It’s been an amazing weekend in the NHL, and for two countries. North America will get the NHL hockey and the 2020 Stanley Cup presentation. The dates and locations are still to be determined. Still, the NHLPA voted to accept the 24-team playoff proposal on Friday night in which the Pittsburgh Penguins will face the Montreal Canadiens, and logistics planning is well underway.
Pittsburgh Hockey Now became part of the conversation as we broke two stories on Friday night, including the confirmation of an affirmative vote. Near 5:30 p.m., one of the NHLPA reps confirmed to us that it passed. Unless something changes or logistics become untenable, we will have hockey this summer. The second story was retracted and made us part of the national story, but we’ll get to that.
The National Hockey Now Family spoke with sources who were part of the vote on Friday night. The final tally was overwhelming, but that wasn’t the sentiment or tone of the conversations leading up to the vote. Players thought it would be close.
However, in wonderful, classic hockey fashion, teams which were on the fence or in the negative column understood there was positive support, and the players rallied around the final vote. Dissent or concern faded, and players came together for an overwhelming vote.
“We have a union for everyone to express our views. Whatever the format is, some agree, some don’t,” Penguins NHLPA rep Kris Letang told Elliotte Friedman of Sportsnet. “As a union, we want to make the best decisions over time, the greater good for everyone.”
The greater good is a powerful phrase.
“At the end of the day, nobody gets exactly what they want, but we all want what is best for hockey and to continue to grow the game.”
Friday night, Pittsburgh Hockey Now retracted our report the Penguins and Letang voted “No” on the proposal. Our original team source was adamant. In fact, he spoke with the National Hockey Now family three times. Our source was mistaken. We got it wrong.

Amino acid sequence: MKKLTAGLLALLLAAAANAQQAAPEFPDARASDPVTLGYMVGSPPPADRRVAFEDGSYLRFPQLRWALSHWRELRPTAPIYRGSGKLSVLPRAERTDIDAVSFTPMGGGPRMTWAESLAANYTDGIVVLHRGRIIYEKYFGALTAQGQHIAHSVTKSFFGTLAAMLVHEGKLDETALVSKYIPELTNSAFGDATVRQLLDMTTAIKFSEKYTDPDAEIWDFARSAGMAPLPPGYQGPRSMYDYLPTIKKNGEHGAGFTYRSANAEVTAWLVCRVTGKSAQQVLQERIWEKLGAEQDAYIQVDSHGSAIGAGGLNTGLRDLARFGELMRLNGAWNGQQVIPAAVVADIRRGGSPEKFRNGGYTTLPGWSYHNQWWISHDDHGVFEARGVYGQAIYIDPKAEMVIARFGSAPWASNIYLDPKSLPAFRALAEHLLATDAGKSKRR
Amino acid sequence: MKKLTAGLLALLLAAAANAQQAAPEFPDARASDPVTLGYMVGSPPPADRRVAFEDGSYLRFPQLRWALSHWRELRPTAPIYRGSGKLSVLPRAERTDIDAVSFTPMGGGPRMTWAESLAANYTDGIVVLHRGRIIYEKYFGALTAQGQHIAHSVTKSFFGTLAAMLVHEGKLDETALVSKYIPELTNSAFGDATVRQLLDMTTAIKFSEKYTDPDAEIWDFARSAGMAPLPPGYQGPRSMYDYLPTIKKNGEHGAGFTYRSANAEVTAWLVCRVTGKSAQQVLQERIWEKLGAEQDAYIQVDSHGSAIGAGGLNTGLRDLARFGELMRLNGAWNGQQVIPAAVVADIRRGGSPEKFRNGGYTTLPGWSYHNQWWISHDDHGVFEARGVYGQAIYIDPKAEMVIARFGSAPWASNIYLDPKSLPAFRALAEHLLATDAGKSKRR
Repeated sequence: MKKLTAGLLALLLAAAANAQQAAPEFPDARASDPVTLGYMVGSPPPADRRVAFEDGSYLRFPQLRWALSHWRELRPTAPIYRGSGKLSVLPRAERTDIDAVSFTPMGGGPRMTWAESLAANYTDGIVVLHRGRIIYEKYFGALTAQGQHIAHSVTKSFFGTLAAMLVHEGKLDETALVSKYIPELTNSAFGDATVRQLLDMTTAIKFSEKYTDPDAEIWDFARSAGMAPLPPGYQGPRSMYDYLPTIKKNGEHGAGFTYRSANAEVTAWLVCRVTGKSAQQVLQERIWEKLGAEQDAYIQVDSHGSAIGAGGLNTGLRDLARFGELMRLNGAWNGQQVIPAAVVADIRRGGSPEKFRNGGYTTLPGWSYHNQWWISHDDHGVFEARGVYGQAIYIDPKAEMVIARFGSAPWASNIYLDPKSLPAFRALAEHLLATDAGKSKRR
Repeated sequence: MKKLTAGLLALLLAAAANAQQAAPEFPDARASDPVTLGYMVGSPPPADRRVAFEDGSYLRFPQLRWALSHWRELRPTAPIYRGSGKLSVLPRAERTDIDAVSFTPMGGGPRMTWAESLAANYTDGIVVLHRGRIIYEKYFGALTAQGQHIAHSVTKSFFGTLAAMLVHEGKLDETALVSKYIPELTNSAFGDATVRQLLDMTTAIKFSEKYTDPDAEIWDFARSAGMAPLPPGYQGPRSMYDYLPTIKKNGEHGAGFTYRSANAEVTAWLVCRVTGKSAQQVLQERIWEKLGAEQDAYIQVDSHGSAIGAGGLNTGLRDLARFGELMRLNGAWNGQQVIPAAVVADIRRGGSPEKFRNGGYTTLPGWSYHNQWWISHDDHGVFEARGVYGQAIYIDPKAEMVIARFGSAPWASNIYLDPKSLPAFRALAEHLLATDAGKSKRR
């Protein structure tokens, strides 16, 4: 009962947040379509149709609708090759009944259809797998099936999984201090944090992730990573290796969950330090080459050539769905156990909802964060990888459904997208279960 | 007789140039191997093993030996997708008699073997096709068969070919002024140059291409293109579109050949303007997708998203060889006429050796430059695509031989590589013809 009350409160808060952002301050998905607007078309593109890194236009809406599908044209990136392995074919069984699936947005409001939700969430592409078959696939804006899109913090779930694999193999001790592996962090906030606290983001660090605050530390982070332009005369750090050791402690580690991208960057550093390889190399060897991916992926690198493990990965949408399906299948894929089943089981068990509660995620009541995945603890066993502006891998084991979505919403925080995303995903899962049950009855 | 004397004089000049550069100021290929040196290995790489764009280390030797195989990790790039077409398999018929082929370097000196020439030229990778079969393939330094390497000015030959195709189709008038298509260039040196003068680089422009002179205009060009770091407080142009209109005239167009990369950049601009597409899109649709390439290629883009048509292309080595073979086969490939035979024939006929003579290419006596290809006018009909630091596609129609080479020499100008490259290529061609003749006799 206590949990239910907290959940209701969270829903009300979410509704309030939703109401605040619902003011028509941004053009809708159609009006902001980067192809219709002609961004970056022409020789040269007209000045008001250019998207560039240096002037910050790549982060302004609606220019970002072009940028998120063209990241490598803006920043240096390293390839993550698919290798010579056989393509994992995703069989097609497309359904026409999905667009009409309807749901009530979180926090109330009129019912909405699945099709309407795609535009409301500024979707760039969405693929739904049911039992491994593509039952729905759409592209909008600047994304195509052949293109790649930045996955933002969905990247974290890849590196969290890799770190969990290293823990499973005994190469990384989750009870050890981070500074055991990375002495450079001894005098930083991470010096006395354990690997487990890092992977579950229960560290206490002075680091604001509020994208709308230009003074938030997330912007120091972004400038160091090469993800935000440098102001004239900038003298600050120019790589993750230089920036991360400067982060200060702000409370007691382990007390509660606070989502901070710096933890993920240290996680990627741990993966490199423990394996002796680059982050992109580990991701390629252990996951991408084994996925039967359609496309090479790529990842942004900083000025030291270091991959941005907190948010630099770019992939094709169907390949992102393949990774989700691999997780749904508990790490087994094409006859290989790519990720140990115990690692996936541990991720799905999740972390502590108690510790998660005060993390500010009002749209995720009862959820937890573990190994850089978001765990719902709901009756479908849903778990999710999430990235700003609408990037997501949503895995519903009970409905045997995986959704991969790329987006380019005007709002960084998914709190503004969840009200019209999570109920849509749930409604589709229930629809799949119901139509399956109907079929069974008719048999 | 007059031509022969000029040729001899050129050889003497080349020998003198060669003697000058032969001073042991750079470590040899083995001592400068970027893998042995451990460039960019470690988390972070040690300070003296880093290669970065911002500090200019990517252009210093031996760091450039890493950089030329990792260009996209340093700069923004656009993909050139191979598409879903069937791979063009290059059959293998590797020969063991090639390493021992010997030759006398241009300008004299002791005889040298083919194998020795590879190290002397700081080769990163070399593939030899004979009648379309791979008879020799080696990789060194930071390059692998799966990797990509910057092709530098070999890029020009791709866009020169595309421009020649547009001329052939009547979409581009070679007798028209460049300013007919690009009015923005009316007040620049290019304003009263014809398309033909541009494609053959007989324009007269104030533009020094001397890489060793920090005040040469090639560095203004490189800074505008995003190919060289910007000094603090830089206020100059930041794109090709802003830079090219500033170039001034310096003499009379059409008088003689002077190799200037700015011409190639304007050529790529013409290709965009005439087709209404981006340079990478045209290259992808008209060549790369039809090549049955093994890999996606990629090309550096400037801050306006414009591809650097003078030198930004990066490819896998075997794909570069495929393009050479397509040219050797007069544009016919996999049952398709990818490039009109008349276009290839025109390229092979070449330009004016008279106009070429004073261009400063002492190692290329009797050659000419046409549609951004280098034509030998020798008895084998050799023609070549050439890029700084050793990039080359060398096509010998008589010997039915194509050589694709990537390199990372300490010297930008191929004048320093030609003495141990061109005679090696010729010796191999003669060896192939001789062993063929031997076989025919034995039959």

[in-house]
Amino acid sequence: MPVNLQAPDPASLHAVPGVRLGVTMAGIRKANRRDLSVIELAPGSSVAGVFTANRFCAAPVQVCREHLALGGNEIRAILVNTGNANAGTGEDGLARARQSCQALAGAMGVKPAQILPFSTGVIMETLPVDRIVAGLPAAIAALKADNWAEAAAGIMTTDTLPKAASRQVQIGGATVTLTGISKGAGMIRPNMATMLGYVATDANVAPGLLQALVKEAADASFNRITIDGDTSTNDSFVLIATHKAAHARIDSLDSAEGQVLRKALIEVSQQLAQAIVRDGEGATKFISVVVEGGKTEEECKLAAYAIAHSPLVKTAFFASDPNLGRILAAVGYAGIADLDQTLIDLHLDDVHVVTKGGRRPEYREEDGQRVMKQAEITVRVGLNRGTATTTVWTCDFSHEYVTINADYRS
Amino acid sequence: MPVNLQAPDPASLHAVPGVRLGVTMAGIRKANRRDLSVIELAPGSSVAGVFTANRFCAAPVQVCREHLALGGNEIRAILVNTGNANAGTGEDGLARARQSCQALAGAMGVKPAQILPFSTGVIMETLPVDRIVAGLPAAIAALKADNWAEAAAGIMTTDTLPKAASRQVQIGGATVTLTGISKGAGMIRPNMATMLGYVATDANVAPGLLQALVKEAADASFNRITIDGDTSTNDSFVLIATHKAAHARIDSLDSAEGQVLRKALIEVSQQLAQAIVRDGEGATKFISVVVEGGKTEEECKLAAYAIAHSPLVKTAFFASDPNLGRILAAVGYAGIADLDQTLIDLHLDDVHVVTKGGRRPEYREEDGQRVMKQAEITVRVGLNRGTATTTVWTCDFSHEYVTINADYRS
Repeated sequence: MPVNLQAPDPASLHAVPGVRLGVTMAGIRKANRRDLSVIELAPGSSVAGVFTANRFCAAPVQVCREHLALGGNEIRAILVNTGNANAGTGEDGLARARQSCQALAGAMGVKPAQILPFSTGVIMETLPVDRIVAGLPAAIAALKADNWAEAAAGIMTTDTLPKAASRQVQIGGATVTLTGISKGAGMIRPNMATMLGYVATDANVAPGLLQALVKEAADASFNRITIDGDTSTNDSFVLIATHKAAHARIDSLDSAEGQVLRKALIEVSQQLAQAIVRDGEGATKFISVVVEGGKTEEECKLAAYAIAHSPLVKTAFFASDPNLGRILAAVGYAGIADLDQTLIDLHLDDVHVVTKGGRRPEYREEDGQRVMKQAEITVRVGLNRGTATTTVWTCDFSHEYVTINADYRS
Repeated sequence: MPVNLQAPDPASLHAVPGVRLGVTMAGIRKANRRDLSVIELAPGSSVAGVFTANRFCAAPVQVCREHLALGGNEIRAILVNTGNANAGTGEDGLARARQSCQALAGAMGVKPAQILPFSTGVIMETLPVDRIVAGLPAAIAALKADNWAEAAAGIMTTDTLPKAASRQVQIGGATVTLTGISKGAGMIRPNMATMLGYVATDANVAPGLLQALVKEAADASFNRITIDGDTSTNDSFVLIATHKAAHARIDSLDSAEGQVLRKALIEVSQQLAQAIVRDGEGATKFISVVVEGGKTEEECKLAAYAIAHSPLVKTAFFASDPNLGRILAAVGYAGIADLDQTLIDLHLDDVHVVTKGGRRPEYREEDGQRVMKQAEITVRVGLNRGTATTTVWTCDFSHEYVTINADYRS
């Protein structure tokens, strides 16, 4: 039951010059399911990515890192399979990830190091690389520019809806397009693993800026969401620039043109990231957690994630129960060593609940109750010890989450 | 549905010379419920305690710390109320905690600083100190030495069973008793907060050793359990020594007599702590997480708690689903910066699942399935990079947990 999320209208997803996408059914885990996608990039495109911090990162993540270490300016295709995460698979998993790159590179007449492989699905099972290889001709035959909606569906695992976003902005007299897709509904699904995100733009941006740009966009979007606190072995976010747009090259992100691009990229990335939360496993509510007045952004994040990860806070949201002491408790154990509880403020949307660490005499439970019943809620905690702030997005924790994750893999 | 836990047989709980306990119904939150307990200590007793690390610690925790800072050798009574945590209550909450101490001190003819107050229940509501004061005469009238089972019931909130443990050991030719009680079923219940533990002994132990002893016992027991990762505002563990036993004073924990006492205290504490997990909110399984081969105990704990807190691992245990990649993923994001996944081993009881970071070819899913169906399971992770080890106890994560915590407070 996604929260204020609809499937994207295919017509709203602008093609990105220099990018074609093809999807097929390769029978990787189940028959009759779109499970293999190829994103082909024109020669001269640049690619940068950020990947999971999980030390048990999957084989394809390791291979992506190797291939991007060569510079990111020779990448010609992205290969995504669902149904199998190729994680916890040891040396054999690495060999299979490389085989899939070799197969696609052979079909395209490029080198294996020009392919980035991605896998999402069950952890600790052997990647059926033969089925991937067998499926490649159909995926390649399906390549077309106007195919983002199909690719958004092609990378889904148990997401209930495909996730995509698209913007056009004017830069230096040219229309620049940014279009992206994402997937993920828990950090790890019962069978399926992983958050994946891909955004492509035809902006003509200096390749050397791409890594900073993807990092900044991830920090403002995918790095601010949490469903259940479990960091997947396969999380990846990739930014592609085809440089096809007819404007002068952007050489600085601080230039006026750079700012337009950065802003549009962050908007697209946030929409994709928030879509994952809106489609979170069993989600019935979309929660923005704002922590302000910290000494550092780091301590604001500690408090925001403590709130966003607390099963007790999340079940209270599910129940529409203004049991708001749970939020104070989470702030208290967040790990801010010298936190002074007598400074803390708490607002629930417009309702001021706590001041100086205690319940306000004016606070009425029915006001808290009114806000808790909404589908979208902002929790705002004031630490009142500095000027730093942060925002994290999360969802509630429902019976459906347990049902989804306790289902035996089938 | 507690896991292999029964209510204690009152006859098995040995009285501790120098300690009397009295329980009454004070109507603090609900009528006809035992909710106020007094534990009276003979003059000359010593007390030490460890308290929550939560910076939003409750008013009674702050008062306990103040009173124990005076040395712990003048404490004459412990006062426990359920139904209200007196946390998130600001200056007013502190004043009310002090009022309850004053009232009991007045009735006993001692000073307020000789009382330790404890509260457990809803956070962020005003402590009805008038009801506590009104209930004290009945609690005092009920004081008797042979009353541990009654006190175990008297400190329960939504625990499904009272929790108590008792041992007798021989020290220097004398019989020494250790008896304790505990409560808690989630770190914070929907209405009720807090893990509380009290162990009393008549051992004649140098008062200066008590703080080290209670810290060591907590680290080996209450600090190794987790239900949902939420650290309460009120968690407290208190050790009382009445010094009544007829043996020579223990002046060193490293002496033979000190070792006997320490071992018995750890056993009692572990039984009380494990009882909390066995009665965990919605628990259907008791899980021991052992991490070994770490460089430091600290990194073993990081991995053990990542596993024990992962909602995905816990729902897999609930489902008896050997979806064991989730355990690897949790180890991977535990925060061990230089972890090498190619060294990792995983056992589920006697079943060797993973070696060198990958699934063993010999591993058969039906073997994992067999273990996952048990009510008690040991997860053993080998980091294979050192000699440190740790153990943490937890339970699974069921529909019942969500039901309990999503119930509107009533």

I personally and publicly apologize to you, and the Pittsburgh Penguins for the error. I’ll make in-person apologies when that’s possible. All we can do is correct the record and move on to the next story.
Silver Linings and Excitement
A silver lining to our report on was the number of other sources who contacted us Friday night and on Saturday.
Pittsburgh Hockey Now received an avalanche of positive sentiments regarding the upcoming playoffs. The players are ready to go. They, too, have quarantined for 10 or 11 weeks and want desperately to chase the Stanley Cup.
“Drop the puck,” was the lead-in to one chat.
Pittsburgh Hockey Now and multiple national reports leading up to the vote cited Montreal goalie Carey Price as a human fear factor in a short series. Sportsnet, TSN, and even the NY Post had stories.
“Fear of Carey Price Complicates Return,” read the NY Post headline. It was out there.
As part of the wave of fresh conversations, let us put that to rest, too. NO, the Pittsburgh Penguins players do not fear Price. Not even a little bit.
Sure, they respect him as a great goalie, a six-time All-Star, a Vezina Trophy winner, and a Hart Trophy winner. However, the Penguins players see their team advantages over the Montreal Canadiens, who were 10 points out of a playoff spot in March. From every conversation, the Penguins excitement and optimism were palpable.
One source made sure to slay the dragon that was “fear” of Carey Price.
The Penguins are loaded, and they’re amped. I know you can’t wait. Nor can I.
Hurdles Yet to Come
Now, the hard work begins. The NHL must confirm venues for hub cities, logistics for players, and, most importantly, testing. Testing emerged as a central concern among the NHLPA, and that concern has been communicated to the NHL.
Adequate and consistent testing will be a part of the NHL return to play; this won’t be like Nascar, which simply made participants sign a waiver. Of course, Nascar competitors have 3300 pounds of steel between each other, too.
As part of the hub cities, the NHL must procure a testing facility that does not interfere with national testing for sick or potentially sick citizens. The NBA has done it, so this doesn’t figure to be an impossible task, but it is a vital one.
There are still more details to be worked out about the tournament, too. Will it be seven-game series after the play-in series? That is assumed but not necessarily on paper. Time constraints could force changes, too.
But those are details. The big picture is the NHL and NHLPA have agreed to play hockey this summer.
Drop the puck.